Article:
Tests for comparing elements of a correlation matrix
AUTHOR UNKNOWN, 1980
Parameter-based assessment of spatial and non-spatial attentional deficits in Huntington's disease.
Finke K, Bublak P, Dose M, Muller HJ, Schneider WX., Brain 129(Pt 5), 2006
PMID: 16504973
The Use of Virtual Reality in Psychology: A Case Study in Visual Perception
AUTHOR UNKNOWN, 2015
Uses of virtual reality for diagnosis, rehabilitation and study of unilateral spatial neglect: Review and analysis
AUTHOR UNKNOWN, 2009
Virtual reality and neuropsychology: upgrading the current tools.
Schultheis MT, Himelstein J, Rizzo AA., J Head Trauma Rehabil 17(5), 2002
PMID: 12802250
Analysis of assets for virtual reality applications in neuropsychology
AUTHOR UNKNOWN, 2004
The Virtual Classroom: A Virtual Reality Environment for the Assessment and Rehabilitation of Attention Deficits
AUTHOR UNKNOWN, 2000
Shining light on motivation, emotion, and memory processes.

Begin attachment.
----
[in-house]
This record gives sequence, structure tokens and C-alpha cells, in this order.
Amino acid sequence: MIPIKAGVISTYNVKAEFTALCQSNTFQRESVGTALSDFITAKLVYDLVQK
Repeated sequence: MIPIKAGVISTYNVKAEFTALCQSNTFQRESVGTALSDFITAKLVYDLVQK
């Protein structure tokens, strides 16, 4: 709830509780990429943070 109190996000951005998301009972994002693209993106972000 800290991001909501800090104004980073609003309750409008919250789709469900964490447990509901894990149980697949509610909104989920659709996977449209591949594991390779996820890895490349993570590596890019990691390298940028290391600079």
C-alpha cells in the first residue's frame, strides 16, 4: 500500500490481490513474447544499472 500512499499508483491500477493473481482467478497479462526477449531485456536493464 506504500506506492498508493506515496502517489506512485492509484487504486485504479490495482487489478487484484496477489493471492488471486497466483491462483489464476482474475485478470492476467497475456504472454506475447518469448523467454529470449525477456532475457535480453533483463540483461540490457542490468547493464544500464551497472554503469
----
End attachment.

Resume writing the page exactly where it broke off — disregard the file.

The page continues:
Ilango A, Lobo MK., Front Behav Neurosci 9(), 2015
PMID: 25653603
Virtual reality in neuroscience research and therapy.
Bohil CJ, Alicea B, Biocca FA., Nat. Rev. Neurosci. 12(12), 2011
PMID: 22048061
Learning real-life cognitive abilities in a novel 360°-virtual reality supermarket: A neuropsychological study of healthy participants and patients with epilepsy
AUTHOR UNKNOWN, 2013
Future Directions: How Virtual Reality Can Further Improve the Assessment and Treatment of Eating Disorders and Obesity
AUTHOR UNKNOWN, 2015
Prompt but inefficient: nicotine differentially modulates discrete components of attention.
Vangkilde S, Bundesen C, Coull JT., Psychopharmacology (Berl.) 218(4), 2011
PMID: 21629997
Generalizing parametric models by introducing trial-by-trial parameter variability: The case of TVA
AUTHOR UNKNOWN, 2011
Modeling visual attention.
Kyllingsbaek S., Behav Res Methods 38(1), 2006
PMID: 16817521

AUTHOR UNKNOWN, 1986

Export

0 Marked Publications

Open Data PUB

Web of Science

View record in Web of Science®

Sources

PMID: 27869220
PubMed | Europe PMC

Search this title in

Google Scholar